Forest Service considering changes to local recreation sites


The U.S. Forest Service is currently conducting a recreation site analysis (RSA) intended to adjust the San Juan National Forest’s (SJNF) recreation program to meet the constraints of personnel, funding and public demand.

The RSA is an extensive evaluation of all existing recreation programs in the SJNF, accompanied by detailed plans of what will be done with each site and an analysis of what these changes mean for the environment and community.

The outcome of the RSA could range from the decommissioning, or removal, of certain recreation sites to the construction of new sites or modifications that fall in between.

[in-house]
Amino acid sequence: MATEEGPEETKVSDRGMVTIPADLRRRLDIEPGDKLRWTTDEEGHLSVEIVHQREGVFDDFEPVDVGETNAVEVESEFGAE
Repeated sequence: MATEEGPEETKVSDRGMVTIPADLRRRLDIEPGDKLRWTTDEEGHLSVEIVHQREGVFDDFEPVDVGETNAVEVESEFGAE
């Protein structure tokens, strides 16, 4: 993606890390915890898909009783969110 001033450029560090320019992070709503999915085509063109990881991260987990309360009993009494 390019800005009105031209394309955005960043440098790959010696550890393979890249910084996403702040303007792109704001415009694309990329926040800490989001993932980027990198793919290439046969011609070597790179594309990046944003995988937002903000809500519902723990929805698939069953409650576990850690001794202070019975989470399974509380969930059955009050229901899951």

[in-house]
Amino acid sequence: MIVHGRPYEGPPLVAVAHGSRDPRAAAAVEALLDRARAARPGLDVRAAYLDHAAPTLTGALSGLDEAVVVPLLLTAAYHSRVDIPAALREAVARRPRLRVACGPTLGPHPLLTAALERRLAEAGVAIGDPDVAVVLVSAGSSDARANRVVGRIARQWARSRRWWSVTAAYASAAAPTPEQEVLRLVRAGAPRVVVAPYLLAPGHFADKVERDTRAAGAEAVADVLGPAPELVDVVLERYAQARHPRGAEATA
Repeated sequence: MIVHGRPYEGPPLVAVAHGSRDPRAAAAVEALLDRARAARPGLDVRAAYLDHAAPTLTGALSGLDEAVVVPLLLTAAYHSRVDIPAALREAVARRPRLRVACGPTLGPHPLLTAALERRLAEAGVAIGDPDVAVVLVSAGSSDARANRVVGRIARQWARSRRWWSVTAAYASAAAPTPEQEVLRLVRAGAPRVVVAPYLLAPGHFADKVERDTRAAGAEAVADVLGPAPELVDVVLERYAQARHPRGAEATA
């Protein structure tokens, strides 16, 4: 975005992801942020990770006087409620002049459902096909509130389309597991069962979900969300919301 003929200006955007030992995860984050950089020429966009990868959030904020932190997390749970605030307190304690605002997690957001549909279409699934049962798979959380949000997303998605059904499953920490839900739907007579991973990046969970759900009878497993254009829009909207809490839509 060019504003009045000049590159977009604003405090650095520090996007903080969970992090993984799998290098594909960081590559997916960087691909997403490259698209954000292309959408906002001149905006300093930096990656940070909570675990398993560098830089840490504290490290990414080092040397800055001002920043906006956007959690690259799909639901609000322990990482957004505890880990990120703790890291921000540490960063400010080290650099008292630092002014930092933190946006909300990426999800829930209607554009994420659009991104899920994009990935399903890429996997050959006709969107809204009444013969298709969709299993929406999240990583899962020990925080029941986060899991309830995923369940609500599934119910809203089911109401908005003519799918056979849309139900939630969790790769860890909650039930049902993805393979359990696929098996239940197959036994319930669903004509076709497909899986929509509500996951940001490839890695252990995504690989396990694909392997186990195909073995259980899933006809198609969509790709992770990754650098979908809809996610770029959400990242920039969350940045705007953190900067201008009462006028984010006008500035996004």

There are 36 sites included in the RSA located within the Pagosa Ranger District.

The SJNF manages a large number of recreation sites, ranging from informal trailhead parking areas to full-service recreation facilities with drinking water, flush toilets, electric and sewage facilities.

The report states that the niche of the SJNF is to, “Maintain and enhance opportunities for dispersed and backcountry recreational experiences that rely little on developed facilities.”

The forest’s recreation program is extensive, with 127 recreation sites, 43 campgrounds, 1,824 miles of trail systems, 403 miles of trails in wilderness areas, Purgatory (Durango Mountain) Resort, and three Nordic ski areas under partnership agreements.

It also includes four wilderness areas — Lizard Head, Weminuche, South San Juan and Hermosa Creek.

From an initial examination of programs, the Forest Service has concluded that the current recreation program is unsustainable due to agency resources and maintenance liabilities.

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